The man shook his head vigorously, and I wondered if his head would detach from his neck and roll across the floor. I caught sight of his Adam’s apple again and felt like vomiting.
“Get out of my sight!” I roared, and he scurried out, slamming the door in his haste. “And good riddance,” I muttered, collapsing into my desk chair, utterly spent.
A knock on the door.
“Now is not the time, Noelle!”
The door opened, just like I knew it would. In walked Noelle, looking furious.
“The camera guy is leaving! Why is the camera guy leaving?”
“He was annoying, so I told him to leave,” I said nonchalantly, rifling through papers. “It wasn’t my fault. He started it.”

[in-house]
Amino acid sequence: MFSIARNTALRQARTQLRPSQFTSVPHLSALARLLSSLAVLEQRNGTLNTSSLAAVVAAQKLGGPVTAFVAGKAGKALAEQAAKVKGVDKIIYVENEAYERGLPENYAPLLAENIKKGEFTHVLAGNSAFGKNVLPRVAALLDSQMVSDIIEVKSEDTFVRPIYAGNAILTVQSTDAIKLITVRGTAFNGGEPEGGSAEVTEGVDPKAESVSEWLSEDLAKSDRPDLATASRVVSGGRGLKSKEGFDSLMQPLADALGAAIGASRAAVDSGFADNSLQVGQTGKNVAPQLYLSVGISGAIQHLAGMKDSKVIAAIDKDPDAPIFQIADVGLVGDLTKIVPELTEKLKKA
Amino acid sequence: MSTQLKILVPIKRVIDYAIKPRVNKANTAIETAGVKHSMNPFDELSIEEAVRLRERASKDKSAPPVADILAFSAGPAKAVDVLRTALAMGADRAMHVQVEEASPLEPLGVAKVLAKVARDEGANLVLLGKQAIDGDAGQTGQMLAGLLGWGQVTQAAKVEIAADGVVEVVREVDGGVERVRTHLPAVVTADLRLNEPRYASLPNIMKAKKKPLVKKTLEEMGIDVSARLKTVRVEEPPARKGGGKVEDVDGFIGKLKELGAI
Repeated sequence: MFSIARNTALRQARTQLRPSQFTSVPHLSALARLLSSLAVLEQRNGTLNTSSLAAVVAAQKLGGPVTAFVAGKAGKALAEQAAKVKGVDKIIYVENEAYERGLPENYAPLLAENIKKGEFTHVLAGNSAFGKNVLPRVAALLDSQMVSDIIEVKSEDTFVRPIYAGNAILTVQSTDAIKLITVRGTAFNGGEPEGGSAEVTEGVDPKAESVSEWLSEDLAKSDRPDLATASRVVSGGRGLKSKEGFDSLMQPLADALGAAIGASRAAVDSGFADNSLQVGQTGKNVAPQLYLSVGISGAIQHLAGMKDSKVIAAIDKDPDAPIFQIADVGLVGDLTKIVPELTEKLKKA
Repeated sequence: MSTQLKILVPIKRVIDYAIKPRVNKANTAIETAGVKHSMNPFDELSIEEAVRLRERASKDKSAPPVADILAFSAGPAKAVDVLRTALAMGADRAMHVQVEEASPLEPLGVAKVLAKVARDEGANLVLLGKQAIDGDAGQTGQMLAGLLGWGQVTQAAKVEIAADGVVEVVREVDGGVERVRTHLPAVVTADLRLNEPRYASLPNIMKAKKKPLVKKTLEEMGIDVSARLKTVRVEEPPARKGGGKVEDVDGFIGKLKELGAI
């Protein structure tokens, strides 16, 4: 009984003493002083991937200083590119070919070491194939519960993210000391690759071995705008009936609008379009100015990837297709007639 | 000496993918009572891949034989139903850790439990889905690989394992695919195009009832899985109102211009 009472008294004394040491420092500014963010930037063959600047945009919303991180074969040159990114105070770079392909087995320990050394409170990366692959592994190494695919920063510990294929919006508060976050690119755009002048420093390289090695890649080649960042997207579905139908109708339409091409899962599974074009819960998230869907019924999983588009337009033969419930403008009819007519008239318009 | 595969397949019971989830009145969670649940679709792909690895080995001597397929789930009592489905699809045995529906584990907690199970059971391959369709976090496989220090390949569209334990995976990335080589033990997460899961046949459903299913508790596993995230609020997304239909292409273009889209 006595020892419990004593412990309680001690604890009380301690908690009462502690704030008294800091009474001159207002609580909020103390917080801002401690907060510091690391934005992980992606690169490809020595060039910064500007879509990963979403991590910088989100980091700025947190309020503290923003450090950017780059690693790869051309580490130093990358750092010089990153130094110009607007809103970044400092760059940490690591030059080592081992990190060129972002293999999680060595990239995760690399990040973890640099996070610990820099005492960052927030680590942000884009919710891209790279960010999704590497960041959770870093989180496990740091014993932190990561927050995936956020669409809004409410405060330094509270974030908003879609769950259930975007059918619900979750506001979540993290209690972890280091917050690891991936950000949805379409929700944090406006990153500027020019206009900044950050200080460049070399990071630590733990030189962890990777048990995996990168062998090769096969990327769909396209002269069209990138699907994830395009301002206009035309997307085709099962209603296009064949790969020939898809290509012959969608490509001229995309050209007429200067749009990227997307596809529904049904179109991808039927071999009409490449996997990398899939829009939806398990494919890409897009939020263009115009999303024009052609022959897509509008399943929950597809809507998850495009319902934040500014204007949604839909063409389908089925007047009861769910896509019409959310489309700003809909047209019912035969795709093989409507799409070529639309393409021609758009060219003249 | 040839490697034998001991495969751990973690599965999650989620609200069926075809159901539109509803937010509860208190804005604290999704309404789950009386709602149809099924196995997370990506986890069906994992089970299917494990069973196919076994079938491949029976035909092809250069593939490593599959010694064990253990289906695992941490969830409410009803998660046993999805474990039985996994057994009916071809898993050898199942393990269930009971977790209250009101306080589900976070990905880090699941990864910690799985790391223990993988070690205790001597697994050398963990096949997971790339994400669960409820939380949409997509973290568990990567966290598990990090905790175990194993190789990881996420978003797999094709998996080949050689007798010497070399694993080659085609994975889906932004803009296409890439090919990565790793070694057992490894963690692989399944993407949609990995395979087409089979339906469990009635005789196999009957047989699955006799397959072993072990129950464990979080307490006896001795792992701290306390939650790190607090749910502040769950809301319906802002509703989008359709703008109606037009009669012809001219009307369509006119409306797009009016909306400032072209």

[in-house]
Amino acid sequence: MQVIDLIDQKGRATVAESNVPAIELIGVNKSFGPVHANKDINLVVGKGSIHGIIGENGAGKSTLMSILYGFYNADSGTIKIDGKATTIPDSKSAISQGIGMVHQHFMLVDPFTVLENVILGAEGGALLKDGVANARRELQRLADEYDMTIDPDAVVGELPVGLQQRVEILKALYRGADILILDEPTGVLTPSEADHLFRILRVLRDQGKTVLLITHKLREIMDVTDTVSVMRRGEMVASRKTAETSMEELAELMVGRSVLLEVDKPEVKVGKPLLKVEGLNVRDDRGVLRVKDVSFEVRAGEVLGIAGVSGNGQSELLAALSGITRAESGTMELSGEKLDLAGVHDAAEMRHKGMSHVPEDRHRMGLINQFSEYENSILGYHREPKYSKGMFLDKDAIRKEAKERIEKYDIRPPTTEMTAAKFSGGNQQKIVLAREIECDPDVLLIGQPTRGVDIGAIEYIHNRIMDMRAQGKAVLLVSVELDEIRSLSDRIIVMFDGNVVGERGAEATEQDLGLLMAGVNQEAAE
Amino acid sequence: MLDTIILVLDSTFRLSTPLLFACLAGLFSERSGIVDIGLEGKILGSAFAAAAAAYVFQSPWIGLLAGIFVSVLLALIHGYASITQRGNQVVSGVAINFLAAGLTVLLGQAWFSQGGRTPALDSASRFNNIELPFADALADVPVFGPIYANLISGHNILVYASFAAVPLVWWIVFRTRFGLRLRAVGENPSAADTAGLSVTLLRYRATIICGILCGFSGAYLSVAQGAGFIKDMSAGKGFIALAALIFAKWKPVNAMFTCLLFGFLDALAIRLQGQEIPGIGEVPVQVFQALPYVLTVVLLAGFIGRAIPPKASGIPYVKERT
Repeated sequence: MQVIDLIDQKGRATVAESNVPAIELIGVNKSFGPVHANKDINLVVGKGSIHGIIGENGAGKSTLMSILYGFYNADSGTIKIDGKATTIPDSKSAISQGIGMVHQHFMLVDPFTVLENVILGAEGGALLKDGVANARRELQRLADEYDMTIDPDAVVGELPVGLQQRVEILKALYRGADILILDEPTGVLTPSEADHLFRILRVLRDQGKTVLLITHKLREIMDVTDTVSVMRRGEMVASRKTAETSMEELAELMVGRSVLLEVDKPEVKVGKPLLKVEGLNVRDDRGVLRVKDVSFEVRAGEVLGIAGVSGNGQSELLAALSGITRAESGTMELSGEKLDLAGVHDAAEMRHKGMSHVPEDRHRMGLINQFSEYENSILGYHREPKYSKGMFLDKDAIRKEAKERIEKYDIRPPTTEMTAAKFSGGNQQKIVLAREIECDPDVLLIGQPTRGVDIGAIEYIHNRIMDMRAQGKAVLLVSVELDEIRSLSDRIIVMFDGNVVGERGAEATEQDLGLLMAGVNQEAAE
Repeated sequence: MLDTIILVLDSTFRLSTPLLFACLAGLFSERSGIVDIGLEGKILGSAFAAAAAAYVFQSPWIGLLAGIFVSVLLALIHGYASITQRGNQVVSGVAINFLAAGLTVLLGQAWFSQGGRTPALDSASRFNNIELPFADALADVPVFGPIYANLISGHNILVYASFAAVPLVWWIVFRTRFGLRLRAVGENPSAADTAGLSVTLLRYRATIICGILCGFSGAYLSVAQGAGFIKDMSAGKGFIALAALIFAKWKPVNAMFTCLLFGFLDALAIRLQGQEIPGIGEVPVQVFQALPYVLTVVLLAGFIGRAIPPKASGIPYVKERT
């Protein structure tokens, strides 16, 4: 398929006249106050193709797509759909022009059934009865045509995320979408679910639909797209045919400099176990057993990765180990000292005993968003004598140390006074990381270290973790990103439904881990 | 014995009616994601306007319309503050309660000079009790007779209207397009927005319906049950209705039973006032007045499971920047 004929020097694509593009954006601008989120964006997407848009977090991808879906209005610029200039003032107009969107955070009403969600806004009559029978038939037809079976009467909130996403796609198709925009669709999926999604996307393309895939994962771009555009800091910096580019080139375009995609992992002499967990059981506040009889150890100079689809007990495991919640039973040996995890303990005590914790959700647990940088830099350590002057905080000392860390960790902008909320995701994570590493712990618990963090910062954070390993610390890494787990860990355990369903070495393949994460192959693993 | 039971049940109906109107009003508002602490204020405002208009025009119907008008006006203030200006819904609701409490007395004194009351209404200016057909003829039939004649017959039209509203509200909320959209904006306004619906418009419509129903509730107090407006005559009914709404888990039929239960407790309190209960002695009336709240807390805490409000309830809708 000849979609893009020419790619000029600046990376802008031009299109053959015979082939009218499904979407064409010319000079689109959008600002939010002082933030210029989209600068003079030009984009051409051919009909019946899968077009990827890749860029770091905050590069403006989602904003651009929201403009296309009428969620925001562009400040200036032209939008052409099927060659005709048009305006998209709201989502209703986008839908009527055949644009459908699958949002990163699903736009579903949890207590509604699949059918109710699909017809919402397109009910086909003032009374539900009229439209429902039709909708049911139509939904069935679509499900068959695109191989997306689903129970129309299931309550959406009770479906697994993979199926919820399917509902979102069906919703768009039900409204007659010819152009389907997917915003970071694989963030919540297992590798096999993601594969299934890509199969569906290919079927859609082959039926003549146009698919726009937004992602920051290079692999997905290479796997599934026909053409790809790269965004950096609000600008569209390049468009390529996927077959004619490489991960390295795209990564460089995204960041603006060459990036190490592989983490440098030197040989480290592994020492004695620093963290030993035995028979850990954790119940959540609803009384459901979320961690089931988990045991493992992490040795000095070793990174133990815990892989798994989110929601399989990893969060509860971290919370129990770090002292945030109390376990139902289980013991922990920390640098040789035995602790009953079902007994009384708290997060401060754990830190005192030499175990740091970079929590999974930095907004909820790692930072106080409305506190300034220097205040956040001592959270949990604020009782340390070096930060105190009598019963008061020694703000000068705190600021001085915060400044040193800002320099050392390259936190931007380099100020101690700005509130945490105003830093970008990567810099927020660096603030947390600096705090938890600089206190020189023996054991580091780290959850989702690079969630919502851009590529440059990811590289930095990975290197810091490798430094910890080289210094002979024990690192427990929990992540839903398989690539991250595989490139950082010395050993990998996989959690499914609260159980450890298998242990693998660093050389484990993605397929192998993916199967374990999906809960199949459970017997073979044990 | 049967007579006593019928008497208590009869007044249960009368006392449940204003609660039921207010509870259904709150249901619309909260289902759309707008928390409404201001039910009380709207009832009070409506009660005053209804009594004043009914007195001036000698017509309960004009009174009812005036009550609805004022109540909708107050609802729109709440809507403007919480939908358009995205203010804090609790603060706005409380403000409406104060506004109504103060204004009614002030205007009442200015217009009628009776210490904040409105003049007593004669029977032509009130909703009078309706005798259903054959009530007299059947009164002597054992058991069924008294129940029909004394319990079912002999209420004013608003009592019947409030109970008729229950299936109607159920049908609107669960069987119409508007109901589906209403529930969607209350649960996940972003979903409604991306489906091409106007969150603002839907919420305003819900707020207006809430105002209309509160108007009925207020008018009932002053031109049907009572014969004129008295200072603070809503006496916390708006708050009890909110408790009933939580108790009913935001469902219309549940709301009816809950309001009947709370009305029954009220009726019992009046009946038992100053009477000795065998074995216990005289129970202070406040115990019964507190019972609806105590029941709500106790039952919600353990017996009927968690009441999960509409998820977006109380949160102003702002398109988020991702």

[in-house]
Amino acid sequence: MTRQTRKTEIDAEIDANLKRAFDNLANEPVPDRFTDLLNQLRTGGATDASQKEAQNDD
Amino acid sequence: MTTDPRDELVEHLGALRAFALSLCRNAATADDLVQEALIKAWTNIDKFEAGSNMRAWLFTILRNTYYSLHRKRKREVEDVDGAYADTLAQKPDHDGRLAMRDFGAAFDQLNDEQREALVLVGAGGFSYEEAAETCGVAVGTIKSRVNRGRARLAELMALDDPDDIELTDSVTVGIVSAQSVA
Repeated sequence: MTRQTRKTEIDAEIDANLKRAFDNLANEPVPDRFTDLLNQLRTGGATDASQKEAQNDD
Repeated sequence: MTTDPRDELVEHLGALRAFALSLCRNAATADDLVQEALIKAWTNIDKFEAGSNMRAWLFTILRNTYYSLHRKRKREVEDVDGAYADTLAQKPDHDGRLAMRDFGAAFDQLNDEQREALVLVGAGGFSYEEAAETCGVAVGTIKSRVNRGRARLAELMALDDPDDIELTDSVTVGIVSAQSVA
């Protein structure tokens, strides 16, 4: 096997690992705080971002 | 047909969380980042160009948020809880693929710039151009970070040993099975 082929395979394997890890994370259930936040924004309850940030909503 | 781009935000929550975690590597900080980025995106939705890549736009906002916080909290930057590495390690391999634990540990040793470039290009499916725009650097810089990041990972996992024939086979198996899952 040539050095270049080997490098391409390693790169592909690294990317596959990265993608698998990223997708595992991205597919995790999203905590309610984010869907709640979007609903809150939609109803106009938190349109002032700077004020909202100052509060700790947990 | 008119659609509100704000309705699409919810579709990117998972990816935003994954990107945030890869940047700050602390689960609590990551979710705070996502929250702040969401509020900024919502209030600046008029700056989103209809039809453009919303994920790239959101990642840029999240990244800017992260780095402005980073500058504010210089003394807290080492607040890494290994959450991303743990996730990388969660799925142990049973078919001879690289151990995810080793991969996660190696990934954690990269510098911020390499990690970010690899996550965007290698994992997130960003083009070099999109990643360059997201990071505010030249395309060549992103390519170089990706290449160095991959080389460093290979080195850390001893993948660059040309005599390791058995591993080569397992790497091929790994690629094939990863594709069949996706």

Out of the corner of my eye, I saw Noelle cross her arms tightly.
“Are you serious right now?” she asked. Her voice was so sharp I almost looked at her. Almost. Instead, I just shrugged.
“I don’t get why it’s a big deal,” I said honestly, tugging at my tie. I felt like it was choking me. I ripped it off.
Noelle sighed and all of her previous anger seemed to evaporate. I decided it was okay to look at her now. So I did. And she looked terrible.
The brown stain on her shirt was smeared as if she tried to wipe it off but only made it worse. Her skirt was a wrinkly mess. Her black hair was plastered to her neck and forehead. Her eyes were bloodshot. She had been working for me for over five years, and this was by far, the worst she’d ever looked. I felt a strange emotion rise inside me. Pity. An emotion I’ve rarely felt.